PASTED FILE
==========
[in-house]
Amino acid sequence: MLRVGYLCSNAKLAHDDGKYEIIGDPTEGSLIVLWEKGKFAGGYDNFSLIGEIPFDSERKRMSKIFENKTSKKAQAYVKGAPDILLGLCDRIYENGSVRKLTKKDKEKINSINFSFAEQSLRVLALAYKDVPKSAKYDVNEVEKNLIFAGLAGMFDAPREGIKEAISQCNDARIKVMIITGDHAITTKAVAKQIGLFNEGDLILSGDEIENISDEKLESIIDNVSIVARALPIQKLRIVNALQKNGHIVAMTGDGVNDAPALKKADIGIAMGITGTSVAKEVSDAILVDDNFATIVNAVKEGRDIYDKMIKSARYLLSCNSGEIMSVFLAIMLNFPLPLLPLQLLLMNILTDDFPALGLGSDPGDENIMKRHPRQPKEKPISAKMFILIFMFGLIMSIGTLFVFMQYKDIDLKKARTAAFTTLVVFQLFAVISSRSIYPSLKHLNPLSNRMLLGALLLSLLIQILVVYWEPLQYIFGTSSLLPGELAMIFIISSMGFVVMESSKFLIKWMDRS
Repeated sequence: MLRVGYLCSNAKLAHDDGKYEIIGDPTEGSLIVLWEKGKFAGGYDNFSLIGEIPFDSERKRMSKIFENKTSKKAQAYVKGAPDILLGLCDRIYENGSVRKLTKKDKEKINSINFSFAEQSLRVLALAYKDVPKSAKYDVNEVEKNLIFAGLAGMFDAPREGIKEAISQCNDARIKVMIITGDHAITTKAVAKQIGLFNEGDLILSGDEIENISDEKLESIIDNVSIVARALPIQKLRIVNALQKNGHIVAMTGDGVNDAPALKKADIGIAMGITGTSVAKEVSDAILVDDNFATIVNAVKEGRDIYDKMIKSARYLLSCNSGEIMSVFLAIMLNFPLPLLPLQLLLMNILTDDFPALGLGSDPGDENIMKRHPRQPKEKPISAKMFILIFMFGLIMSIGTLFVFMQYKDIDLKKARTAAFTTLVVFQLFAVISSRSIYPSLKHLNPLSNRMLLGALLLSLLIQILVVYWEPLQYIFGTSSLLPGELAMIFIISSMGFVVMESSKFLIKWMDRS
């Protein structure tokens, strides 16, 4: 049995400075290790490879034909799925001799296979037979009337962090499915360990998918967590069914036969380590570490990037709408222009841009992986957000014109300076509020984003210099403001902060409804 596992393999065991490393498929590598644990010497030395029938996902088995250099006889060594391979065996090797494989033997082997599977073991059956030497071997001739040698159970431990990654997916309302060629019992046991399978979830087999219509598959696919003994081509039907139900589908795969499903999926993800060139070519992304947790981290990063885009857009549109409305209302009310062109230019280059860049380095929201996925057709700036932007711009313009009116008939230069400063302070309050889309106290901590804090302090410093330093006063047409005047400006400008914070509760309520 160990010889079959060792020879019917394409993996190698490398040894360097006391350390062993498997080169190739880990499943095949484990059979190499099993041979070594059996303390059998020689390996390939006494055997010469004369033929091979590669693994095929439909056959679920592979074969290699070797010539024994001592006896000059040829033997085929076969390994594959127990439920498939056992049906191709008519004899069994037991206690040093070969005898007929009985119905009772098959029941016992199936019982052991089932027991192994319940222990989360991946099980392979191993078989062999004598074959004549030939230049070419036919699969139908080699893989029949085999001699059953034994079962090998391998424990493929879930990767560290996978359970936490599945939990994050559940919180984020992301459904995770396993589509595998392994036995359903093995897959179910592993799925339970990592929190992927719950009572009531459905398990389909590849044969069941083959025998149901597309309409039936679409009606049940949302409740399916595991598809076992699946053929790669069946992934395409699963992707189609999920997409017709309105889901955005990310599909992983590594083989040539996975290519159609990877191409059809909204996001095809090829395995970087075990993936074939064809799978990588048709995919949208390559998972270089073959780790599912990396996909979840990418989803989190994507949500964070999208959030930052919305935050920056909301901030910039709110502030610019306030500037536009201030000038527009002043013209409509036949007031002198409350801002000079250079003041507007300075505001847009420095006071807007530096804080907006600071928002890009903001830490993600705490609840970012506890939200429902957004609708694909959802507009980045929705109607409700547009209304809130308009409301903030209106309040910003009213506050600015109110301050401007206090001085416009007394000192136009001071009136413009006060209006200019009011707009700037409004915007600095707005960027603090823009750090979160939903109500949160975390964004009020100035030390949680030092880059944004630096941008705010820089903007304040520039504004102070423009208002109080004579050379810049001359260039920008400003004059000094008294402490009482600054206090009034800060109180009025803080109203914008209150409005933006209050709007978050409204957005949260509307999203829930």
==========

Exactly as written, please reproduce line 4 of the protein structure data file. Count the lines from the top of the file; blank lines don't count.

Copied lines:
């Protein structure tokens, strides 16, 4: 049995400075290790490879034909799925001799296979037979009337962090499915360990998918967590069914036969380590570490990037709408222009841009992986957000014109300076509020984003210099403001902060409804 596992393999065991490393498929590598644990010497030395029938996902088995250099006889060594391979065996090797494989033997082997599977073991059956030497071997001739040698159970431990990654997916309302060629019992046991399978979830087999219509598959696919003994081509039907139900589908795969499903999926993800060139070519992304947790981290990063885009857009549109409305209302009310062109230019280059860049380095929201996925057709700036932007711009313009009116008939230069400063302070309050889309106290901590804090302090410093330093006063047409005047400006400008914070509760309520 160990010889079959060792020879019917394409993996190698490398040894360097006391350390062993498997080169190739880990499943095949484990059979190499099993041979070594059996303390059998020689390996390939006494055997010469004369033929091979590669693994095929439909056959679920592979074969290699070797010539024994001592006896000059040829033997085929076969390994594959127990439920498939056992049906191709008519004899069994037991206690040093070969005898007929009985119905009772098959029941016992199936019982052991089932027991192994319940222990989360991946099980392979191993078989062999004598074959004549030939230049070419036919699969139908080699893989029949085999001699059953034994079962090998391998424990493929879930990767560290996978359970936490599945939990994050559940919180984020992301459904995770396993589509595998392994036995359903093995897959179910592993799925339970990592929190992927719950009572009531459905398990389909590849044969069941083959025998149901597309309409039936679409009606049940949302409740399916595991598809076992699946053929790669069946992934395409699963992707189609999920997409017709309105889901955005990310599909992983590594083989040539996975290519159609990877191409059809909204996001095809090829395995970087075990993936074939064809799978990588048709995919949208390559998972270089073959780790599912990396996909979840990418989803989190994507949500964070999208959030930052919305935050920056909301901030910039709110502030610019306030500037536009201030000038527009002043013209409509036949007031002198409350801002000079250079003041507007300075505001847009420095006071807007530096804080907006600071928002890009903001830490993600705490609840970012506890939200429902957004609708694909959802507009980045929705109607409700547009209304809130308009409301903030209106309040910003009213506050600015109110301050401007206090001085416009007394000192136009001071009136413009006060209006200019009011707009700037409004915007600095707005960027603090823009750090979160939903109500949160975390964004009020100035030390949680030092880059944004630096941008705010820089903007304040520039504004102070423009208002109080004579050379810049001359260039920008400003004059000094008294402490009482600054206090009034800060109180009025803080109203914008209150409005933006209050709007978050409204957005949260509307999203829930």